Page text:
Wednesday, August 13, 2014

Extraordinary People of Faiith

Trespassing charges against nine religious leaders who protested in the Adelaide Hills electorate office of federal MP Jamie Briggs in June have been dismissed by the Adelaide Magistrates Court. (Full report from ABC)

#LoveMakesAWay is a movement of Christians seeking an end to Australia's inhumane asylum seeker policies through prayer and nonviolent love in action.

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To asylum seekers the Australian Government says "NO WAY!" But we are a growing movement of Christians that says #LoveMakesAWay.

Love Makes A Way organises events and actions, including civil disobedience actions, to publicly witness to the injustice of Australia's asylum seeker policies, and to a better way.

“Darkness cannot drive out darkness: only light can do that. Hate cannot drive out hate: only love can do that.” – Martin Luther King Jr.

As of April 2014 there are 1138 children in detention in Australia's detention centres. This is in addition to the thousands of adults, desperate people fleeing terrible situations. Professor Pat McGorry, previous Australian of the Year, has said that our detention centres are “factories for producing mental illness.” An Australian and New Zealand study of children who had been detained for more than one year revealed that 100% suffered from some form of mental illness attributable to their detention.

We believe, as followers of the refugee Jesus, that this situation is unacceptable, and that the time has come for us to boldly speak and act.

But to end Australia's inhumane asylum seeker policies we cannot rely on anger, hate or propaganda. Instead we must seek to speak the truth in a spirit of nonviolent love, as Christ taught us. It is only by doing so, and inviting others to join us, that we will see the transformation of people. Such transformation is the only way to build a better society because true justice requires transformed people who can be just.

In all our actions we seek not to demonise the perpetrators of these policies, but rather to invite them to a better way, and to promise to support them in this. We also seek to change public attitudes, particularly within the Church, and wish to encourage and empower people to love both asylum seekers and those who have acted unjustly. We also hope to inspire people to take bold actions that witness to God's love for all people, even civil disobedience actions where necessary.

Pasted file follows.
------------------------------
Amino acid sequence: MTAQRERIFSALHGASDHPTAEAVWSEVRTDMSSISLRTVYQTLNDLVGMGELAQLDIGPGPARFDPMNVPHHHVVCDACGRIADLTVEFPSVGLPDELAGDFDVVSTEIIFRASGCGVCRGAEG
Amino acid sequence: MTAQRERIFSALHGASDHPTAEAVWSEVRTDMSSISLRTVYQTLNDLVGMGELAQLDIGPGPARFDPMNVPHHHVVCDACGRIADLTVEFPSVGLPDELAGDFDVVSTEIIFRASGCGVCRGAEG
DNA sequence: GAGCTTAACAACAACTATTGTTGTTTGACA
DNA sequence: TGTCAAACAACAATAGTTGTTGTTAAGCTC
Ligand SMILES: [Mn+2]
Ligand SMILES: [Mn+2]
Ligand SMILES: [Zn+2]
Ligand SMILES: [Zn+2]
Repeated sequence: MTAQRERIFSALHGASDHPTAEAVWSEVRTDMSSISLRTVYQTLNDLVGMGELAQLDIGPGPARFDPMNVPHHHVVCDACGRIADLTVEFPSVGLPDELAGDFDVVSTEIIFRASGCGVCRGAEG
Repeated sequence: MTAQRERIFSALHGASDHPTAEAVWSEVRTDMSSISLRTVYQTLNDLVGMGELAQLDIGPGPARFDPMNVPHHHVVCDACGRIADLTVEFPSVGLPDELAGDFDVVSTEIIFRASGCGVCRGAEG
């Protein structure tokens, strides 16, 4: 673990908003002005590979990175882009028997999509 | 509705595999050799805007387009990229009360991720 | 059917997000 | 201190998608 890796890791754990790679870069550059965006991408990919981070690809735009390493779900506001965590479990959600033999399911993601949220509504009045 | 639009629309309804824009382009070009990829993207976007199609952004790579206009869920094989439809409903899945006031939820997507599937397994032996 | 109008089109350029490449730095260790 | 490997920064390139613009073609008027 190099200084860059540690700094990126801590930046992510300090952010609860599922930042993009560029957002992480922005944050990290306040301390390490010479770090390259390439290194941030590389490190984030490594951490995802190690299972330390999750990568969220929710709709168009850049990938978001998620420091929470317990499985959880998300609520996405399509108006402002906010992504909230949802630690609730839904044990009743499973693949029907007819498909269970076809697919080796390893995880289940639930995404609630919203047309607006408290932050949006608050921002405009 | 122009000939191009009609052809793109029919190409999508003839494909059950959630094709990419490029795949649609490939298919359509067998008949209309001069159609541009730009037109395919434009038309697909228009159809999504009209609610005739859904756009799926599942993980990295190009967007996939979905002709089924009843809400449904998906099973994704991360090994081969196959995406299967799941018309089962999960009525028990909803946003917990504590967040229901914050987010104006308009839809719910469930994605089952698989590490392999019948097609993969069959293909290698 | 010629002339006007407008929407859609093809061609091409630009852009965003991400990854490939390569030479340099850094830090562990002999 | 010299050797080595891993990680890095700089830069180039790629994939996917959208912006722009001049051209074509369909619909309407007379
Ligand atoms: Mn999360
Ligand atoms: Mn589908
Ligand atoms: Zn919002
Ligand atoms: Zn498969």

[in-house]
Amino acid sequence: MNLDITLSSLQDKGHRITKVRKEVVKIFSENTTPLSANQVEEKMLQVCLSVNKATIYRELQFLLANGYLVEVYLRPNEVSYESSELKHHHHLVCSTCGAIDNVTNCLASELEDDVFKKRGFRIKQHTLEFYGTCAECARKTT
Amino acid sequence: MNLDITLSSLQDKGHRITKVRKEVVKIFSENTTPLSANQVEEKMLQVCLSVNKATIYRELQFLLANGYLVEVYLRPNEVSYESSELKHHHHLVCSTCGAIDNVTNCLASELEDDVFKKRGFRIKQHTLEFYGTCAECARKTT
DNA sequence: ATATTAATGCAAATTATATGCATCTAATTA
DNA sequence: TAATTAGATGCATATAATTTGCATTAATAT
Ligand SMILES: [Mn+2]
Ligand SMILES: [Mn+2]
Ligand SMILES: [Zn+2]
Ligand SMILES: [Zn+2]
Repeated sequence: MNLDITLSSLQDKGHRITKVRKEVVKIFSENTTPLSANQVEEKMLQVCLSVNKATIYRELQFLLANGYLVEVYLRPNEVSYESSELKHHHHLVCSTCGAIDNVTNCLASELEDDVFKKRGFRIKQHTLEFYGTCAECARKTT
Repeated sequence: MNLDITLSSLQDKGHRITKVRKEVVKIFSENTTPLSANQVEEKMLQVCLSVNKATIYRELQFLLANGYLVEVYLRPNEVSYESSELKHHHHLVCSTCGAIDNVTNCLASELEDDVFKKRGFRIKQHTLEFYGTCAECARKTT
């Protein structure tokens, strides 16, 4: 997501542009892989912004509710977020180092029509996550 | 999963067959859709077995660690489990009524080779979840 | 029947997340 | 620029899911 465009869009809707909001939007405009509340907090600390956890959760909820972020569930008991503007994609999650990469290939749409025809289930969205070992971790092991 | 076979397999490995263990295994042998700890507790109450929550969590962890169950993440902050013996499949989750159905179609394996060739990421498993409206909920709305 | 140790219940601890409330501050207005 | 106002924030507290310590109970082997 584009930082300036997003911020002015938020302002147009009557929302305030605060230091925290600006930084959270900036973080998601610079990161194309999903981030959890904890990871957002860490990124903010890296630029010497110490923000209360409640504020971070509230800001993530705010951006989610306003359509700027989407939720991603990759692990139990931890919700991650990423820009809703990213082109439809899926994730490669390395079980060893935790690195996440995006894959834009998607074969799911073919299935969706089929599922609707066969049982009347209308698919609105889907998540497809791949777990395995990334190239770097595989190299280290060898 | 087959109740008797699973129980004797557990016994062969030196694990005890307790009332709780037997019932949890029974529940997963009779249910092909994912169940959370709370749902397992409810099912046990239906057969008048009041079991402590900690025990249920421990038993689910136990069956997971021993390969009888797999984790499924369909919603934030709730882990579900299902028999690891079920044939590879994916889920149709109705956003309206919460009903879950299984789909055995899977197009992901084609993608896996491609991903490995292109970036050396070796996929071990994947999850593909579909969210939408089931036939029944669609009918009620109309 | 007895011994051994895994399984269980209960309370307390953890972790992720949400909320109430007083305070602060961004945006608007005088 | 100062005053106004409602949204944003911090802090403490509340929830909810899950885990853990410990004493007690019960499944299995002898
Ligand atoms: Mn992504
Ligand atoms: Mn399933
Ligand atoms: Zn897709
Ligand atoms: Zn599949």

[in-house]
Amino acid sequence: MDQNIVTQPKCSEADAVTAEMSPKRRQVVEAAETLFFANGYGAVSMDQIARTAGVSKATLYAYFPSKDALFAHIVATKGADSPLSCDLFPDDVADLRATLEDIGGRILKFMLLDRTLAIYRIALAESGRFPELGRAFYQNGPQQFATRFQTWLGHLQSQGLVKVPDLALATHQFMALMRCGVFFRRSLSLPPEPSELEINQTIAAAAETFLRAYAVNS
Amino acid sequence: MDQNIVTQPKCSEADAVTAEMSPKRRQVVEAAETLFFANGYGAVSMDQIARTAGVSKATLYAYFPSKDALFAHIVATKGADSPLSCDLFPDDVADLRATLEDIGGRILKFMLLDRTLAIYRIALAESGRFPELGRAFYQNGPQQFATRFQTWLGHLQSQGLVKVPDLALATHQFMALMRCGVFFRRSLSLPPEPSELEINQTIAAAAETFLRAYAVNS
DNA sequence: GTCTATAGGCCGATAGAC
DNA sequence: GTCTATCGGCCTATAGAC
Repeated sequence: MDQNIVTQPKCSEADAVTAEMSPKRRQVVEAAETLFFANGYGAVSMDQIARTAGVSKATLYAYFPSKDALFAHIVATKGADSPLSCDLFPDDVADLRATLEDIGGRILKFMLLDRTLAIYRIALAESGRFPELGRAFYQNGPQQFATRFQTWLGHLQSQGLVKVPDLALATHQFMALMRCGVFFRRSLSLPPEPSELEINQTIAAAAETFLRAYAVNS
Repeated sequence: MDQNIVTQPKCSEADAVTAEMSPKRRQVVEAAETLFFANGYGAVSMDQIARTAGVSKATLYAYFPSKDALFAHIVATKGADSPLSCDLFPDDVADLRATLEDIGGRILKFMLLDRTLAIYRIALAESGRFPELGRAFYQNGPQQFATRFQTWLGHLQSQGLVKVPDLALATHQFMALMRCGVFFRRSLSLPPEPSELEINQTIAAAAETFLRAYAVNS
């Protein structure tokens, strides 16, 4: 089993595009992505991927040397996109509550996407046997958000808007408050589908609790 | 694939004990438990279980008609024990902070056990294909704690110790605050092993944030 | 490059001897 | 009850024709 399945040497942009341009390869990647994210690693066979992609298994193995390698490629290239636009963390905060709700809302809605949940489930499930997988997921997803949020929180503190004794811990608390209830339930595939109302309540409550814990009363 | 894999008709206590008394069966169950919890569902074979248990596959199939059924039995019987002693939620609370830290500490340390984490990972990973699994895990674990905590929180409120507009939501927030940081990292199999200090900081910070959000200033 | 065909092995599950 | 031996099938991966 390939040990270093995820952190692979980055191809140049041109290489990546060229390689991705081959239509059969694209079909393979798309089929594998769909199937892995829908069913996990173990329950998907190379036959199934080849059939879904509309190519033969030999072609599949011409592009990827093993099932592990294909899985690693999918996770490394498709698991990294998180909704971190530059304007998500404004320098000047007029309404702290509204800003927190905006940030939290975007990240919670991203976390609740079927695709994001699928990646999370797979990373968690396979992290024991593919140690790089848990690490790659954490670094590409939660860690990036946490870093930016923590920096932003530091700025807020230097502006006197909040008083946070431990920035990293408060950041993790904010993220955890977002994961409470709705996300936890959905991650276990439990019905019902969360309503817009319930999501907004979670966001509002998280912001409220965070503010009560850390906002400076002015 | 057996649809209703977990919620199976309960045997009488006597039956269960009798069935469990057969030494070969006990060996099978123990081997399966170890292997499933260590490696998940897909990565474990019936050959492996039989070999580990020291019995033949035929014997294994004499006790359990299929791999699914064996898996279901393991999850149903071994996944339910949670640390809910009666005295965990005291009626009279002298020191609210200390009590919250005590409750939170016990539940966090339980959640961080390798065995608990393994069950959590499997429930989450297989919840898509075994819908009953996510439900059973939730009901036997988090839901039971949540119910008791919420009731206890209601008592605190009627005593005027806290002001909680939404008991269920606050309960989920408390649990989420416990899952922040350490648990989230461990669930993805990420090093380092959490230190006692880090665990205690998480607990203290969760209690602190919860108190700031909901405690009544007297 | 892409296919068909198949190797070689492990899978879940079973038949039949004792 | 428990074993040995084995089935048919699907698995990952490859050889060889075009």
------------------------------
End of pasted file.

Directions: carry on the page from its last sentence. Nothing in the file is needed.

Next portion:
We know ours is not the only response to Australia’s current asylum seeker policies, and we are thankful for the range of responses people have been making to speak and act for justice. But we also believe that ours is one of many necessary responses in light of the seriousness of our current policies.

In regards to civil disobedience as a method, we are influenced by the actions and teaching of people like Martin Luther King Jr., Gandhi, and most importantly Jesus Christ. We believe King's words summarise well our approach to civil disobedience:

“Nonviolent direct action seeks to create such a crisis and foster such a tension that a community which has constantly refused to negotiate is forced to confront the issue. It seeks so to dramatize the issue that it can no longer be ignored … Actually, we who engage in nonviolent direct action are not the creators of tension. We merely bring to the surface the hidden tension that is already alive. We bring it out in the open, where it can be seen and dealt with. Like a boil that can never be cured so long as it is covered up but must be opened with all its ugliness to the natural medicines of air and light, injustice must be exposed, with all the tension its exposure creates, to the light of human conscience and the air of national opinion before it can be cured

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